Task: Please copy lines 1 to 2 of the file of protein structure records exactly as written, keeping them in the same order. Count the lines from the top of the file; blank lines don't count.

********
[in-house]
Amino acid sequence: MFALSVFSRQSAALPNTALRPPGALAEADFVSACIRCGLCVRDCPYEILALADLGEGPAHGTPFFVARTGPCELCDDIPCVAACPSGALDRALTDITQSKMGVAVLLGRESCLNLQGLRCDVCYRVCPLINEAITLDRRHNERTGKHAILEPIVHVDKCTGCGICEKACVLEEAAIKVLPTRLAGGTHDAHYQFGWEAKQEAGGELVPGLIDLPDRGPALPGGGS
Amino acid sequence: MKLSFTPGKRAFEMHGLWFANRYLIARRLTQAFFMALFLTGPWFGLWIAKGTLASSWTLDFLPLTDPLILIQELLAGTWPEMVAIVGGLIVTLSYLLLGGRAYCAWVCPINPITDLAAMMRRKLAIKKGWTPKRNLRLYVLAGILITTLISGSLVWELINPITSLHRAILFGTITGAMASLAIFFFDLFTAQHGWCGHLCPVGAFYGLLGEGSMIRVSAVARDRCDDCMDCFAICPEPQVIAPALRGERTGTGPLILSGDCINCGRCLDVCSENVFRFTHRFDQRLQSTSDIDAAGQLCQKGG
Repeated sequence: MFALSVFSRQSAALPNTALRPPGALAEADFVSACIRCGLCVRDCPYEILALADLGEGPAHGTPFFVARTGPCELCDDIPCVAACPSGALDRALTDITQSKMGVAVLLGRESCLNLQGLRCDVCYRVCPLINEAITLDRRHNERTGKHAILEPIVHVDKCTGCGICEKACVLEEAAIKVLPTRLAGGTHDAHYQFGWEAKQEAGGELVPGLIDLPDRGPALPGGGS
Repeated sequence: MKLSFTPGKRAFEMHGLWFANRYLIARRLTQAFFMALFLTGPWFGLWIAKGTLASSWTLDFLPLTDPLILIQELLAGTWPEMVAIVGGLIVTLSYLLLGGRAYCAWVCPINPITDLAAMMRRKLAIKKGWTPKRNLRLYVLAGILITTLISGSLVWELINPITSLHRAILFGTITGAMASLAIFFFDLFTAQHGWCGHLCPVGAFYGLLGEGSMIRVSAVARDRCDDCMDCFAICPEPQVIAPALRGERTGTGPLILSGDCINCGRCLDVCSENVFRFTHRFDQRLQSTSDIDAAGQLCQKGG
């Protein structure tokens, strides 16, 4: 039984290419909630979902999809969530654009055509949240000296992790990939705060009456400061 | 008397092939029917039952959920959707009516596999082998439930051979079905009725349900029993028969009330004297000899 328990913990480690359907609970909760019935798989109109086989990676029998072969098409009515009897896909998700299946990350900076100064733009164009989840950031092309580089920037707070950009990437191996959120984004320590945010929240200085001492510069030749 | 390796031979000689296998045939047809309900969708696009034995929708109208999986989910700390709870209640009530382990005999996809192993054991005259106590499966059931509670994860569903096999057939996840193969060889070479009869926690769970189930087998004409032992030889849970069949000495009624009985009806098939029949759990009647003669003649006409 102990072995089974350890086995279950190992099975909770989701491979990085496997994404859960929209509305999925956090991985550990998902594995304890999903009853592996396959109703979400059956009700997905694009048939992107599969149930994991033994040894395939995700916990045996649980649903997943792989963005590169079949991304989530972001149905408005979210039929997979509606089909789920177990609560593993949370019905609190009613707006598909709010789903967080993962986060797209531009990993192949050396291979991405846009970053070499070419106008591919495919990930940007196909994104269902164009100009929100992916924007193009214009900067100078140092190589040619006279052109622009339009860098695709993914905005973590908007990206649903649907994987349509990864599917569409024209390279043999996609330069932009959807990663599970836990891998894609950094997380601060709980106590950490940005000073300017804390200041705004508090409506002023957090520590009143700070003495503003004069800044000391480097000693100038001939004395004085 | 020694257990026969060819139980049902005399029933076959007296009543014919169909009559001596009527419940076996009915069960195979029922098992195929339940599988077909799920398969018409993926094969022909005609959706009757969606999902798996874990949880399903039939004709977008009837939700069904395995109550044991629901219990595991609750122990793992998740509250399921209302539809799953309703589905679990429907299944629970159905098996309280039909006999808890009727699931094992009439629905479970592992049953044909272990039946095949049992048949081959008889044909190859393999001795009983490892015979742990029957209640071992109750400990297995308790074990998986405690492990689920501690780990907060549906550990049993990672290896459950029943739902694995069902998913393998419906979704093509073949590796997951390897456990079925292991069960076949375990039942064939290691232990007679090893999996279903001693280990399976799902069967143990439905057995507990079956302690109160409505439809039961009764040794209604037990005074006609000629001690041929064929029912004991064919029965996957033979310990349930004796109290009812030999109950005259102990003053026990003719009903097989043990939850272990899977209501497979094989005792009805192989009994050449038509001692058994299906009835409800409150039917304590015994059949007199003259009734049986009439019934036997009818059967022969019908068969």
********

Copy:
[in-house]
Amino acid sequence: MFALSVFSRQSAALPNTALRPPGALAEADFVSACIRCGLCVRDCPYEILALADLGEGPAHGTPFFVARTGPCELCDDIPCVAACPSGALDRALTDITQSKMGVAVLLGRESCLNLQGLRCDVCYRVCPLINEAITLDRRHNERTGKHAILEPIVHVDKCTGCGICEKACVLEEAAIKVLPTRLAGGTHDAHYQFGWEAKQEAGGELVPGLIDLPDRGPALPGGGS